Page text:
Finally, Mario Molina, a Nobelist in Chemistry from the University of California, San Diego, emphasized that the time is limited and the greatest challenges were in accurately assessing and communicating the risks at hand.

On this dramatically cloudy, but intensely beautiful spring day, the amassed minds carried a potent, deliberate optimism.  HRH Crown Princess Victoria envisaged us receiving a “911 call” from the future and, key to the day, expected that the seeds must take root to allow for this winter to be followed by spring and summer.  In Stockholm, where an international discussion in 1972 first raised a discussion of global sustainability, we were feeling that very course.  “Optimism is the most valuable when the challenges are overwhelming,” she declared — and the body assembled was up for no less.

Crown Princess Victoria meets Nobel Laureate in Literature Nadine Gordimer. (Photo courtesy of Nobel Laureate Symposium on Global Sustainability)


Despite such grand objectives, I worried that the discussion on how much human enterprise has dominated our planet would be a snore.  But the proceedings were designed otherwise.  A mock civil trial ensued testing various propositions:  that humanity has pushed Earth to a new age, that we risk passing catastrophic tipping points, that we cannot continue with business as usual, and that we can still prosper within our earth systems.  Rigorous cases unfolded for Earth as the plaintiff and humanity in defense, with a conclusion that all is not lost and that though we are not sure about how close we are to tipping points there is confidence that humans are up to the challenge.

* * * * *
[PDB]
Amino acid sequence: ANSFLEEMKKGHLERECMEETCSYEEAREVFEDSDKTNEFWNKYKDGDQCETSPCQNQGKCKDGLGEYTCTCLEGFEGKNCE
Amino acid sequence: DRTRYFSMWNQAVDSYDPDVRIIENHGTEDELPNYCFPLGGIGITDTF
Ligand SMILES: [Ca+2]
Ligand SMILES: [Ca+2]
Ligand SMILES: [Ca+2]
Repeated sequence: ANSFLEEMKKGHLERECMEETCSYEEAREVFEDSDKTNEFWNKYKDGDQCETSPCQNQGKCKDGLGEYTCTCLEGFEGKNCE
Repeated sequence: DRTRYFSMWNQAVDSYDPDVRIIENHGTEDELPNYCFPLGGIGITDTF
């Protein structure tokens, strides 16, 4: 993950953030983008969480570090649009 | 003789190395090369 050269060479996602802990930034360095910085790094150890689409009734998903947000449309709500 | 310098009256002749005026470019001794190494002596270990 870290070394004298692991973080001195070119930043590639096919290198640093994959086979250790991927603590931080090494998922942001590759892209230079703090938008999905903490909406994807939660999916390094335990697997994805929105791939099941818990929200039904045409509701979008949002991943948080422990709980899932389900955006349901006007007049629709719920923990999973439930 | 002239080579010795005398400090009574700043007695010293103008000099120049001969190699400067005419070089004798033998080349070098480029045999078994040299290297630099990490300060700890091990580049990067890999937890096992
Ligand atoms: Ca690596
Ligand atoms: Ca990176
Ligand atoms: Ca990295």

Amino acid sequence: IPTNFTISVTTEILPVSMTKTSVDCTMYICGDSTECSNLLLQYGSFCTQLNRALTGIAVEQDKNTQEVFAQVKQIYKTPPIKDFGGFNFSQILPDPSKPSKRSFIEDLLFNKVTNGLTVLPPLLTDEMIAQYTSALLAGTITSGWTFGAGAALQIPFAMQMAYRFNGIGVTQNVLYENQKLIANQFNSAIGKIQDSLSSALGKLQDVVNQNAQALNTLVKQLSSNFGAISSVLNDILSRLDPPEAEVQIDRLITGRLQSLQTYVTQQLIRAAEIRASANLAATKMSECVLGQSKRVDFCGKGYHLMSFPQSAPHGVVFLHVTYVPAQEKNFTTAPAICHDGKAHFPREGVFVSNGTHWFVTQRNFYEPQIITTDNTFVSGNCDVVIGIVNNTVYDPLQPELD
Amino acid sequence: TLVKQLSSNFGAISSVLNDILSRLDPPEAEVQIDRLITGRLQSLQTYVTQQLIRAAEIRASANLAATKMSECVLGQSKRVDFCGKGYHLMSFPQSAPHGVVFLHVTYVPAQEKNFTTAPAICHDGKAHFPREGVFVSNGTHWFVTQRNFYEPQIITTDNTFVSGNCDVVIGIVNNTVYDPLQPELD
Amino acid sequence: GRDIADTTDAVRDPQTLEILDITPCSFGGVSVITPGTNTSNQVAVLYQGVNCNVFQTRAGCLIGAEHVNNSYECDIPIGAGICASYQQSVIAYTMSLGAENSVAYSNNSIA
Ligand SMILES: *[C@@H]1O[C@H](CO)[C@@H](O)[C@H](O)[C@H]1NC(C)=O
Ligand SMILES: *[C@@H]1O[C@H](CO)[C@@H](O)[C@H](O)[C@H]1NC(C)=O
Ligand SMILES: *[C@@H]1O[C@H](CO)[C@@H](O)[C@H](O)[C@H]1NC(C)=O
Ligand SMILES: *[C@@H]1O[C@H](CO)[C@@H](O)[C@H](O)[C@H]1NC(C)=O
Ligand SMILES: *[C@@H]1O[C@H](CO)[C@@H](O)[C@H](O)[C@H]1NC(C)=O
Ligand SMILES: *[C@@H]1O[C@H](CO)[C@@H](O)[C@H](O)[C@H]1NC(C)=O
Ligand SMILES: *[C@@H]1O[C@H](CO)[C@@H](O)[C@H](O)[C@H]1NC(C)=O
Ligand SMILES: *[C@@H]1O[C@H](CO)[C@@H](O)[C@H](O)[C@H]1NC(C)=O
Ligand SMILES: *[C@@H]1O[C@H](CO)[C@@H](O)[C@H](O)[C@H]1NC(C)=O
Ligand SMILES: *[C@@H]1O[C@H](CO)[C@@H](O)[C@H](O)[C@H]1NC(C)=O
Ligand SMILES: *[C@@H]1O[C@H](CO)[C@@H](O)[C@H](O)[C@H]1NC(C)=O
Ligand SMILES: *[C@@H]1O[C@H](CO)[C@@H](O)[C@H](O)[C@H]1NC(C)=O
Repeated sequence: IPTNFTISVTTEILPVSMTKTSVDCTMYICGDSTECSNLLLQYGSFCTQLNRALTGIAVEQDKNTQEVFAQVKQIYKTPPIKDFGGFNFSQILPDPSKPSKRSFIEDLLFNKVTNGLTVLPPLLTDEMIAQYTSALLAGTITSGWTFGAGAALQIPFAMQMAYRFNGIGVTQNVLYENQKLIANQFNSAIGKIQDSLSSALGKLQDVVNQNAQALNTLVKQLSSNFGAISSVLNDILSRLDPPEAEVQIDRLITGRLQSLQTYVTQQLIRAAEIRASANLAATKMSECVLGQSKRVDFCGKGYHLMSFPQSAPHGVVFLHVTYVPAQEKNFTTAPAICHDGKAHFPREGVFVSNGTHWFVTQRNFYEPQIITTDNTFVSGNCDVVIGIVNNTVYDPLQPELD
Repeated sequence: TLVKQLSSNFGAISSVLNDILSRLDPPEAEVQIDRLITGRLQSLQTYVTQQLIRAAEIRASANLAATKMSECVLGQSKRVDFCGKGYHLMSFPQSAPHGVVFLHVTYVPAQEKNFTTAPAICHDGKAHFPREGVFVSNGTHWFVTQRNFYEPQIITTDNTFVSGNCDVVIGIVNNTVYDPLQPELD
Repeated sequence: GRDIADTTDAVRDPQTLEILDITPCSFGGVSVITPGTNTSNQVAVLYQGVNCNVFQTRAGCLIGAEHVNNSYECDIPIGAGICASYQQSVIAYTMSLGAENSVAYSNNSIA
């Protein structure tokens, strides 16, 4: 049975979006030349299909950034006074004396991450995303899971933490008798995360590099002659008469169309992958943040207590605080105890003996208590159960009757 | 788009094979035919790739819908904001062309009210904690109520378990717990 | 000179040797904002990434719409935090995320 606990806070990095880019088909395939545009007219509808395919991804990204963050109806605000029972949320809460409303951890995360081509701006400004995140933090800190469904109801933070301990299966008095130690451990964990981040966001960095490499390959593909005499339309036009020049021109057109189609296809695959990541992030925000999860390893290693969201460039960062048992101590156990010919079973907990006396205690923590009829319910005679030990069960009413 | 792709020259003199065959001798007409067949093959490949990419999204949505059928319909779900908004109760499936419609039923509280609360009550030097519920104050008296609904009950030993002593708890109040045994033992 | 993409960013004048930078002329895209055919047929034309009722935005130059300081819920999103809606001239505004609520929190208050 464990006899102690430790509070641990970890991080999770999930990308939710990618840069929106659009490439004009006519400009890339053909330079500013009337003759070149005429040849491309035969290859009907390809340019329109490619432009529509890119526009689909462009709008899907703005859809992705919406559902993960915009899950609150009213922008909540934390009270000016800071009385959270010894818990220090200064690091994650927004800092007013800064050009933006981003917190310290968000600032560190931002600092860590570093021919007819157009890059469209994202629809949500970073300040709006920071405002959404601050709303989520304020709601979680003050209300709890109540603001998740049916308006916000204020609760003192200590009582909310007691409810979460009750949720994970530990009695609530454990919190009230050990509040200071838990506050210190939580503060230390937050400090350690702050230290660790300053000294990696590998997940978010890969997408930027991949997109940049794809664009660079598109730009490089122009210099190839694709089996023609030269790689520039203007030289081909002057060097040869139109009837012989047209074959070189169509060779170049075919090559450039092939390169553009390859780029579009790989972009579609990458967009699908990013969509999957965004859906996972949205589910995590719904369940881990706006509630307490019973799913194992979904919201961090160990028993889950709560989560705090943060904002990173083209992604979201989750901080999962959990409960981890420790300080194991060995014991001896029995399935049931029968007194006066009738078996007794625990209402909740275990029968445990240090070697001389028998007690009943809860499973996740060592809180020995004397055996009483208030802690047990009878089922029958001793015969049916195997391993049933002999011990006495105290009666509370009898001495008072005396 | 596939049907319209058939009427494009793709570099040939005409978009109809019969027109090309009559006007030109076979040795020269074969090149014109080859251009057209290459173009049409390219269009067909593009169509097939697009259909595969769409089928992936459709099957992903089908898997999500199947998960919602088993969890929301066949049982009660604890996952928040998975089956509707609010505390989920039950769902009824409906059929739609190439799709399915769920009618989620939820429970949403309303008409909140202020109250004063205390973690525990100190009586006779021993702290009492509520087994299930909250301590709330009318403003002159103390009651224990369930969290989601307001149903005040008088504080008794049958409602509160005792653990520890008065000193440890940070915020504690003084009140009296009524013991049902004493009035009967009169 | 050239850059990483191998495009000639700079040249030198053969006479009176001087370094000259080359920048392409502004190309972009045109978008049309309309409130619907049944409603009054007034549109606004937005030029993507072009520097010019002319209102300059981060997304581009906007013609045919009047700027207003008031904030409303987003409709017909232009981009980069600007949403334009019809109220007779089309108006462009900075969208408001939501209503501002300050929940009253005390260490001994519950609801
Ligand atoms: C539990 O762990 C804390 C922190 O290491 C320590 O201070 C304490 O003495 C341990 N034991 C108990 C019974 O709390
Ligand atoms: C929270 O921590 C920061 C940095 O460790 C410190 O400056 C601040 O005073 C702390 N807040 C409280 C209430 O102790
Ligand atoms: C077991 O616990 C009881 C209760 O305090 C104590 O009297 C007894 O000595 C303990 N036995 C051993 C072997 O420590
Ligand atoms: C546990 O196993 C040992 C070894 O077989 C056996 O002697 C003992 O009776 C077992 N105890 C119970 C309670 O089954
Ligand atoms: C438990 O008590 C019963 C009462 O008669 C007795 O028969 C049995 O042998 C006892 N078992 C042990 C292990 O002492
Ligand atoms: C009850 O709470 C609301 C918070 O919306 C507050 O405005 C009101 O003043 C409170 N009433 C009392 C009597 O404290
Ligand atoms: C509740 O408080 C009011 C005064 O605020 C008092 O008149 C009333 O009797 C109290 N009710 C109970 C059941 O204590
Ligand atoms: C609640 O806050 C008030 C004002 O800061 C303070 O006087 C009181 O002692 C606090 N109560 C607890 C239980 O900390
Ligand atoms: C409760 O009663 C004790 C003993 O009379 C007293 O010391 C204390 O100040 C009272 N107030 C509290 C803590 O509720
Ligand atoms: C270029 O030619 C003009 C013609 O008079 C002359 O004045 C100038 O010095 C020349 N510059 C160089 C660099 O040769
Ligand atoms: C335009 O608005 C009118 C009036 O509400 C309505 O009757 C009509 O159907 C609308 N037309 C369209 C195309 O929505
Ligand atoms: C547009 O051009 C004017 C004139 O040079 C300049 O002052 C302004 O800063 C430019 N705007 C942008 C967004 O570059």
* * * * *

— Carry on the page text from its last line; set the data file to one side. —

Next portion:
Part of the solution is embedded in the enterprise, that of designing a Stockholm Memorandum to present to a UN High-level Panel serving as a roadmap for change.  The group identified high level points of concern on the draft document, focusing on length, tone (too alarmist), hot buttons (is 1.5 degree cap on climate change too rigorous, should cap and trade language be avoided), the posture of science and imposing adequate humility, the links between poverty and inequalities in the solutions, highlighting consumption and waste, developing more trust between nations and people, the need for drastic change and the need of bridging science and policy — and I would add communication.  The tone was surprisingly agreeable with substantive and positive direction to increase the efficacy of the document.

Jury members discuss the verdict during the Noble Court Case: Planet Earth vs. Humanity. Jury members (from left): Nobel Laureates James Mirrlees, Werner Arber, Carlo Rubbia and Peter C. Doherty. (Photo courtesy of Nobel Laureate Symposium on Global Sustainability)


At the center of the afternoon dialogue was the need for innovation.  Examples of the Chilean loco fishery, where collapse in 1988 created a need for elevating preexisting local solutions and led to fisheries stability.  And the Great Bear Rain Forest in British Columbia which enjoyed a perfect storm of local entrepreneurs, cooperating with government and extractive industry, and during an economic turning point to lead to increased resource protection.

Presenters recommend promoting creative settings to predispose creativity and design and this was not lost on a body of people recognized for their remarkable achievements in science and literature.  Beyond this, cooperative enterprise in response to the SARS epidemic encouraged a rapid discovery of the responsible virus.  Delegates also emphasized that  innovation has to reach governmental and policy positions.  The inventive interface which at the heart of this symposium, including a trial, innovation, and an entrepreneurial spirit encourage even more inspiration in the time to come.